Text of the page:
(This is Part 1 or a 2-Part post)
Almost all organizations of any size produce a sales forecast and also a financial forecast. These are exceptionally critical documents for early stage companies since keeping a positive cash balance is often a goal of the exercise. And often, these two documents are prepared weekly…and by different people…separately.
So, the interesting part of this is that the sales forecast and the financial forecast are rarely linked. And this is a huge problem. Making sure that your sales forecast is directly tied to the financial plan is a “mission critical” exercise. There is really no reason to have a financial plan if the sales forecast does not drive the bookings and cash revenue on the financial plan. Yet, most entrepreneurs prepare these documents independently and therefore run into trouble.
Sometimes it can be fun to prepare the financial plan. You simply (optimistically) wish what contract sales are going to be and then assume instant collections on those sales and that drives your (cash-based) revenue on your financial forecast. Then you can alter expenses accordingly to make sure that you have a positive cash balance. Forecasting expenses, however, is never the problem. The problem is accurately forecasting contract bookings and cash-based revenue. The sales forecast often tells a dramatically different story than the wishful thinking financial forecast. Entrepreneurs, often, pretend that the sales forecast does not exist or is divorced from the revenue forecast in the financial plan.
Boards and investors HATE this. Boards are always trying to match these two documents up even if management does not. When boards discover discrepancies between the two, there is always trouble. And you should hate this too. It will eventually bite you and bite you hard.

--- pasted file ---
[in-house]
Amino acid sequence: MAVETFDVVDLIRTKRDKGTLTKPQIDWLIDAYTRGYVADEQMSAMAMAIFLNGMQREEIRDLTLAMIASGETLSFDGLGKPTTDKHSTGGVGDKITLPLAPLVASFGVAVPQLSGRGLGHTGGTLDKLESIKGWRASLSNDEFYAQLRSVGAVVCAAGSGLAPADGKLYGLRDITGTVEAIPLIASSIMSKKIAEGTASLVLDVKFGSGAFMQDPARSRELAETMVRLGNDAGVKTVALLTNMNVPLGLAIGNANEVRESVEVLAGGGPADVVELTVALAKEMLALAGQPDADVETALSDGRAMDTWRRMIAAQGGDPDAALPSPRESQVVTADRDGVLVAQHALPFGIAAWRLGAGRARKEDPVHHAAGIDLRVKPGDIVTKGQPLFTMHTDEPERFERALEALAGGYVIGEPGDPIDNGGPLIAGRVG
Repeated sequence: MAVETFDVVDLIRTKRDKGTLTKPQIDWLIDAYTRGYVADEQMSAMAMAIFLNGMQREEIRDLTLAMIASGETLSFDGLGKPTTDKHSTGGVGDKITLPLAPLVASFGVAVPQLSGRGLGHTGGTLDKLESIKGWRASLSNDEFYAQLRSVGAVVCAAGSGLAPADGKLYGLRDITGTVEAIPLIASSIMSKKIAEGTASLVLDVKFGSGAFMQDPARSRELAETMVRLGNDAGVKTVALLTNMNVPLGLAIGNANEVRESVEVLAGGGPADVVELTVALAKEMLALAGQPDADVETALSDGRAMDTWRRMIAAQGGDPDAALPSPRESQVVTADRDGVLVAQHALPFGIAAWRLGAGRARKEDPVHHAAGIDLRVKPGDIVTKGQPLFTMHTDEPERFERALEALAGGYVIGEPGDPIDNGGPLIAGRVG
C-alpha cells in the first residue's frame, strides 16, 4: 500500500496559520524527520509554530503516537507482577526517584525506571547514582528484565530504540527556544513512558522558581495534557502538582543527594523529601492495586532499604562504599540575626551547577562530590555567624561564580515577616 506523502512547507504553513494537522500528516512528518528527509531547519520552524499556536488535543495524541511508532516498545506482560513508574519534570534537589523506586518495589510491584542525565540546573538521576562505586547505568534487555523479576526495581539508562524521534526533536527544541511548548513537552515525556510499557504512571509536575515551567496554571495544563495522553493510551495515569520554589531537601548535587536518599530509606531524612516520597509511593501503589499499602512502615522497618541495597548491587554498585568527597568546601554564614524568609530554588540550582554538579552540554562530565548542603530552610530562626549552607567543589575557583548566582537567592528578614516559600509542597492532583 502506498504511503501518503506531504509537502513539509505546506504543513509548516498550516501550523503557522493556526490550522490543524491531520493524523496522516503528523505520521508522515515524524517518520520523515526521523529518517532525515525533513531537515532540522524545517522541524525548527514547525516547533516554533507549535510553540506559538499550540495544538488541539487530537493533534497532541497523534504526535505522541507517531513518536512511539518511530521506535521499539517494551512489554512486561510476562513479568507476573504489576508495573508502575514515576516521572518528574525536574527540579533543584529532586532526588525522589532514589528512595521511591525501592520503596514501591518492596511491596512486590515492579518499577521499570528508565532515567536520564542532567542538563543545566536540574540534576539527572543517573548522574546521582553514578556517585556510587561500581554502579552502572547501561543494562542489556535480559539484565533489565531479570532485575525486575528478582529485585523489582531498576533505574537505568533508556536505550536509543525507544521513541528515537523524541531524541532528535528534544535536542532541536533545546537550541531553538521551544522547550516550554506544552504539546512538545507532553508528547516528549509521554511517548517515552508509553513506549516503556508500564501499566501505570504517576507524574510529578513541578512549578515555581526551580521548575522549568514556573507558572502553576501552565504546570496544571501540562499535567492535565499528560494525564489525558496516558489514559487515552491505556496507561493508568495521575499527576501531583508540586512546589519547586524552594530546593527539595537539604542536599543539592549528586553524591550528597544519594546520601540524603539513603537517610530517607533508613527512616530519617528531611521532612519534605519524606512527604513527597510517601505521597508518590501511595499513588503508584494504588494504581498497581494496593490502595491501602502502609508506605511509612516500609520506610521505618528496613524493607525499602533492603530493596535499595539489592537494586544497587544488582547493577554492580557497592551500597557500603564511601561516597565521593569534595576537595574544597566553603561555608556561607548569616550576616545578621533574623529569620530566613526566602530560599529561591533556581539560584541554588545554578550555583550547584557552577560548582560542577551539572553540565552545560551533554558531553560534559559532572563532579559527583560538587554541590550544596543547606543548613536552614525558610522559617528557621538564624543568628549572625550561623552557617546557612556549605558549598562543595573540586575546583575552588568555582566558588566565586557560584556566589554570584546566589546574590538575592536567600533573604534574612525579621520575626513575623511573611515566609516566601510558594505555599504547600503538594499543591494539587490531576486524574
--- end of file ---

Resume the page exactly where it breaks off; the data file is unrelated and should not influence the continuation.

Missing contract bookings and having cash flow issues is something that causes boards to lose confidence in their CEOs and their portfolio companies. This often leads to replacing the CEO, CFO or the VP Sales or all three (assuming you are big enough to have any or all three). In the best-case scenario, if the investors are so inclined to put more money into the company, this results in a down round. In the worst-case scenario, the investors leave the company for dead since the management has lost all credibility and there is no way to tell if the management team is not good, the product is no good or there is no market for the product. In any event the best and worst case scenarios are both unpleasant. Plus, you are the one who has to make payroll. It is never fun telling employees that they are not getting paid, particularly at the last minute. Employees lose confidence in you as well.
The way to deal with this is to prepare a proper sales forecast where:
- Probabilities of sales opportunities are entered strictly by the current sales cycle stage that the opportunity is in, as opposed to guessing
- These probabilities are based on historical rates (for instance, use the percentage for the demo stage as historically, how many deals that got a demo ended up closing